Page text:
Graduation Year


Document Type




Degree Name

Doctor of Philosophy (Ph.D.)

Degree Granting Department


Major Professor

Barbara Lafferty, Ph.D.

Committee Member

Anand Kumar, Ph.D.

Committee Member

David Ortinau, Ph.D.

Committee Member

Terry Sincich, Ph.D.


Embedded Marketing, Social Marketing, Product Placement, Modality, Branding, Behavior Consistency


The use of embedded marketing, the practice of seamlessly integrating advertising messages into entertainment vehicles, continues to grow as media consumption shifts to on-demand forms, and reaching audiences with traditional advertising becomes more challenging. This dissertation investigates cause placement, the term proposed for the social marketing equivalent of product placement, the more widely known form of embedded marketing. Cause placement is the promotion of pro-social causes by verbally and/or visually inserting related elements into entertainment programming. Cause placement merits its own stream of research, because consumers are expected to react differently to the placement of social issues than to the placement of commercial products. However, cause placement has enjoyed little empirical research. This two-essay dissertation proposes a theoretical framework for the relationship between six independent variables, three of which have not been previously investigated in the embedded marketing research, on three dependent variables that measure the effectiveness of cause placement. The independent variables are placement modality, placement centrality, programming genre, image of the character, consistency of the behavior, and brandedness of the cause. The dependent variables are recall of the cause, attitude toward the cause, and intention to support the cause. Each of the two essays tests a portion of the proposed framework.

Essay 1 (Chapter 4) investigates the effects of brandedness of the cause and placement modality on the three dependent variables using a 2 (branded/unbranded) by 3 (verbal/visual/ both) between-subjects design. As hypothesized, a branded cause was found to yield better recall than an unbranded one regardless of modality. Contrary to expectations however, there was no interaction effect between modality and brandedness on attitude toward the cause and intention to support the cause. The branded cause resulted in higher attitudes than the unbranded ones, and there were no significant differences among the groups for intention to support the cause, likely due to a ceiling effect reached because of the familiar cause used. The pattern of results plotted for attitude toward the cause was in the predicted direction, such that for the unbranded conditions the both verbal and visual modality had the highest attitude while for the branded conditions the opposite was true.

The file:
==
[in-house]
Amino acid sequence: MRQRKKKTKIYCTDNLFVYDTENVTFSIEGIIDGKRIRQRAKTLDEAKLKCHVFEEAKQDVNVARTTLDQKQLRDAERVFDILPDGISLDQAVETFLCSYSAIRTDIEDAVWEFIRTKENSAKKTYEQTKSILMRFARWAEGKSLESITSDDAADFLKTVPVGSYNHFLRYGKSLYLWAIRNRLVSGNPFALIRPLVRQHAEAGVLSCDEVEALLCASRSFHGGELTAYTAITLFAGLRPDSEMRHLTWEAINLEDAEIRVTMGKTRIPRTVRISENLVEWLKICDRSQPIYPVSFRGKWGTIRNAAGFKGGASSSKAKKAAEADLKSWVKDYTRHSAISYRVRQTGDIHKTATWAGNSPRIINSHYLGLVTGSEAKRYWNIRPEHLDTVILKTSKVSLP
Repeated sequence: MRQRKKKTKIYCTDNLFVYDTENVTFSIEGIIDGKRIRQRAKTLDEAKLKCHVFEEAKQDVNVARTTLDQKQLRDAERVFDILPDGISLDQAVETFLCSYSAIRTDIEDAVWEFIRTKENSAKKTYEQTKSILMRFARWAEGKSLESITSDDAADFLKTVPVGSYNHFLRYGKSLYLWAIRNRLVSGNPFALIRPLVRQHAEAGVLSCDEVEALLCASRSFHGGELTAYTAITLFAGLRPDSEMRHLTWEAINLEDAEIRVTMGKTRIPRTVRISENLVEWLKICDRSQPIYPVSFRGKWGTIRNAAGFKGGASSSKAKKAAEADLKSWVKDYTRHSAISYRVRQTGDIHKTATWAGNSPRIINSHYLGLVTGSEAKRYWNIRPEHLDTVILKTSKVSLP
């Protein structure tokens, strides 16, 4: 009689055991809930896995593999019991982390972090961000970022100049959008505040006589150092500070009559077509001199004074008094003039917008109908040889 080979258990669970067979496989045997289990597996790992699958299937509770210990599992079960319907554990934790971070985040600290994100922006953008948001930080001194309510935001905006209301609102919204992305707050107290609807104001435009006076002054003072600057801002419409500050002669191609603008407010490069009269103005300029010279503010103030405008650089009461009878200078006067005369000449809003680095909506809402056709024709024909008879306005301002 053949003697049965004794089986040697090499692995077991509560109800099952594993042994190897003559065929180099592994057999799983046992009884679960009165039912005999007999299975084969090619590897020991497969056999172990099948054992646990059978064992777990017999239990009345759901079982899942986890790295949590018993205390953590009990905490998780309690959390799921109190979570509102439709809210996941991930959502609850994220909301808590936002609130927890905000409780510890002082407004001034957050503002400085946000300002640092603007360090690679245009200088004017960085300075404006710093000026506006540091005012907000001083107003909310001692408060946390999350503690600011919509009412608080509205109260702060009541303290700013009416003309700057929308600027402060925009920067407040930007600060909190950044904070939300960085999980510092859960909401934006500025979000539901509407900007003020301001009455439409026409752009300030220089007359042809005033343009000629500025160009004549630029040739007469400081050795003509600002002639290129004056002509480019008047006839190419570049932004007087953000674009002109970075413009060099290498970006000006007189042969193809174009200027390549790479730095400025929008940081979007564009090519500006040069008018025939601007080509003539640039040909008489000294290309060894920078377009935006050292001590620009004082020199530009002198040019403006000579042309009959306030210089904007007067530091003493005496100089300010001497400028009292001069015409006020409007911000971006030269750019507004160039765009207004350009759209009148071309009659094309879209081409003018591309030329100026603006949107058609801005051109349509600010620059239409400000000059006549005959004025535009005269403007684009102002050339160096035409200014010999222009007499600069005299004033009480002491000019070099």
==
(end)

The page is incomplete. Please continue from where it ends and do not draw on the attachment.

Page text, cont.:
Essay 2 (Chapter 5) investigates the effect of image of the character and consistency of the behavior on the three dependent variables using a 2 (“good guy”/”bad guy”) by 2 (consistent/ inconsistent) between-subjects design. As hypothesized, recall of the cause was higher when the main character’s behavior was consistent with his personality, regardless of the image of the character. Also as predicted, there was an interaction effect between image of the character and consistency of the behavior, such that attitude toward the cause was higher for consistent than inconsistent behavior when the image of the character was “bad guy,” but there was no significant difference in attitude toward the cause for consistent versus inconsistent behavior, when the image of the character was “good guy.” The analogous pattern hypothesized for intention to support the cause did not hold, however, perhaps due to the moral obligation that participants may have felt to follow the promoted behavior regardless of their personal attitude toward the cause. Limitations for both essays are discussed, as well as areas for future research.

Included in

Marketing Commons